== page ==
“The Art of Betrayal: Translation in an Age of Suspicion”

At the Hudson Review, Tess Lewis writes about translation. “At the risk of appearing to shift the blame for any infelicities or infidelities in my own translations, I’ll go a step further than Emily Apter and maintain that the endeavor to transfer a text from one tongue into another is doomed from the start not only because languages are discrepant, but all the more so because treachery is rooted in the most basic elements of our medium: the word. Words are inconstant things, a single word can harbor multiple meanings, even directly contradictory ones, as in the case of oversight or peer. Then there are homophones, which function like audible, sliding doors. On top of that, personal associations and nuances accrue to words over the course of each speaker’s lifetime. And if that weren’t enough, the meanings of words can change over time and depending on the context. Until the eighteenth century, for example, the word ‘nice,’ according to the OED, was almost exclusively derogatory—meaning foolish, absurd, wanton, dissolute, lazy, ostentatious, but also elegant, precise, or fastidious. In the past three hundred years, however, its meaning has shifted 180 degrees to the laudatory senses of respectable, cultured, virtuous, decent, pleasant, good-natured, attractive, and so on”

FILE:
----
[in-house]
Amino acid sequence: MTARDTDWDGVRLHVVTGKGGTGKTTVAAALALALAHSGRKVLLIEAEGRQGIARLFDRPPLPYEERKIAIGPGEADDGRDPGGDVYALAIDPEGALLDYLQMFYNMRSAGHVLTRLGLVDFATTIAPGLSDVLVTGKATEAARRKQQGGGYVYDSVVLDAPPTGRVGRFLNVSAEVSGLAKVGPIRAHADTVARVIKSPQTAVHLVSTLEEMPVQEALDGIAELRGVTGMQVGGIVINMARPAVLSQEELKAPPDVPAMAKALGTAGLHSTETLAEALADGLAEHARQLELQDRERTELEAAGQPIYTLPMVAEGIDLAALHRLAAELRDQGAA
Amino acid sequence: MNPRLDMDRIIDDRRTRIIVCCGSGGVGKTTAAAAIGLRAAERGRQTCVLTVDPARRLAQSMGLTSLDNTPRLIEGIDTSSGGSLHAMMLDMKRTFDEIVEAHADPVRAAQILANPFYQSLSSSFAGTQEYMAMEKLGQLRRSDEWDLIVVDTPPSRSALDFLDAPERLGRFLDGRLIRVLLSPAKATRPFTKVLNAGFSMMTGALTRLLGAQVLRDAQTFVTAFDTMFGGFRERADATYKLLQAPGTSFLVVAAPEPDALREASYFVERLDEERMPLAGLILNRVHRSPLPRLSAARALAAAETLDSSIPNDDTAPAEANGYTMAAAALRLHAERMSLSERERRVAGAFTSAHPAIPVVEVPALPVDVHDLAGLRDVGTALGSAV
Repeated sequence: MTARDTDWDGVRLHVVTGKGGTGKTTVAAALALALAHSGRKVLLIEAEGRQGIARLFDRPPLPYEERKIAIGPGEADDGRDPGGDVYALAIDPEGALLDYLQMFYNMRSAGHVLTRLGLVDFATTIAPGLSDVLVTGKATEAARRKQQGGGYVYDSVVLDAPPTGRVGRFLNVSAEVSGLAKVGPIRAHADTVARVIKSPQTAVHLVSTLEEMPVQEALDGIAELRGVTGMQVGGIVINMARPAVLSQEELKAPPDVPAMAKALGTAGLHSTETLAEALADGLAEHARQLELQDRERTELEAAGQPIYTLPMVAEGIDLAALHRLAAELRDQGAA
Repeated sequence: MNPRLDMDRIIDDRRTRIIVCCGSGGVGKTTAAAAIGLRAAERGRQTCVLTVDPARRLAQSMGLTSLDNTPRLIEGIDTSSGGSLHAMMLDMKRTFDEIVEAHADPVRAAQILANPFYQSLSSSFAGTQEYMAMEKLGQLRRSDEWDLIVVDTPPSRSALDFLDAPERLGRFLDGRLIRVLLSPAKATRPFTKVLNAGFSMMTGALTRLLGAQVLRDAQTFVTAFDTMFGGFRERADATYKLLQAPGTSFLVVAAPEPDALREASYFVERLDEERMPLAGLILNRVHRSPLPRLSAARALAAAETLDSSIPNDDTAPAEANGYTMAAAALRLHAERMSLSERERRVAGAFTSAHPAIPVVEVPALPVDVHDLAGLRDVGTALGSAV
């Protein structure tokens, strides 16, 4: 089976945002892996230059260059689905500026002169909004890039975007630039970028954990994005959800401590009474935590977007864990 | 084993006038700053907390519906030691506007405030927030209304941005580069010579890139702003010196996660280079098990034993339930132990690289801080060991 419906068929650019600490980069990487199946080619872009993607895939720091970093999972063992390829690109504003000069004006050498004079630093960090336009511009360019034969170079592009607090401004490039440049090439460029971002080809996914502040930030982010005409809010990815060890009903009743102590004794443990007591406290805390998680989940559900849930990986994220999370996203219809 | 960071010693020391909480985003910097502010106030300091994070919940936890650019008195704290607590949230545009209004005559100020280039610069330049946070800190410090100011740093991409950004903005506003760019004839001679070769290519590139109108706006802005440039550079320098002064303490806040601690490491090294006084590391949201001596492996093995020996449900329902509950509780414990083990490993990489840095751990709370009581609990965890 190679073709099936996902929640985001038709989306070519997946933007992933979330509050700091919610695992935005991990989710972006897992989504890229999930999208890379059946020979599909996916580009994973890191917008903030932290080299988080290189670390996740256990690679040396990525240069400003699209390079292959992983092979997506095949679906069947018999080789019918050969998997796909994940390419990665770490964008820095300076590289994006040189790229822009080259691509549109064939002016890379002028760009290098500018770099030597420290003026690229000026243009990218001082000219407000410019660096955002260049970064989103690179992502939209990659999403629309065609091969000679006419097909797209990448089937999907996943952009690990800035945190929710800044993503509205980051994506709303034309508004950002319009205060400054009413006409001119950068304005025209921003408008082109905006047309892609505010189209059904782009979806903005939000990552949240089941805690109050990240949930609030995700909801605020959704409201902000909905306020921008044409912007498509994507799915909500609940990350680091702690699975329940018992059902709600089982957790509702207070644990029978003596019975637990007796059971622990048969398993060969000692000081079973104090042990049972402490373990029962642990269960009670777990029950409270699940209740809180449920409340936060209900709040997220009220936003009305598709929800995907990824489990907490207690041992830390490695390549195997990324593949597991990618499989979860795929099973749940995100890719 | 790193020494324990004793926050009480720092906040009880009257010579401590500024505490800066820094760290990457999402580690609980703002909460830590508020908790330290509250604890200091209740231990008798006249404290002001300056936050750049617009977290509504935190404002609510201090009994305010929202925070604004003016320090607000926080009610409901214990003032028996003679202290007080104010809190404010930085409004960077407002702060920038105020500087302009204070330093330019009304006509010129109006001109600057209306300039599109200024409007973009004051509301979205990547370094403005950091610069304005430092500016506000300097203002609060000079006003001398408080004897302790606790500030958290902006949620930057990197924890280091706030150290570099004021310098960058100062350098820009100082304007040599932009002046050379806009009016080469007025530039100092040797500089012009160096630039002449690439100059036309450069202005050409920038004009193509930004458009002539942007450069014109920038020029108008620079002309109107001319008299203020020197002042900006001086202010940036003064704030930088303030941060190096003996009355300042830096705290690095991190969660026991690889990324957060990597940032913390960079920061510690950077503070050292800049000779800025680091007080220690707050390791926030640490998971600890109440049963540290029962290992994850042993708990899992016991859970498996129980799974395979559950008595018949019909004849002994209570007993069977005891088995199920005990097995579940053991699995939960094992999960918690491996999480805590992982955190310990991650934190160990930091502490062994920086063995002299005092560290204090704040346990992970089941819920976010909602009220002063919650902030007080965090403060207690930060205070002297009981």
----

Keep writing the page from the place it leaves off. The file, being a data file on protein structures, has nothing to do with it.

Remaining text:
Read more here.

Categories: Notes

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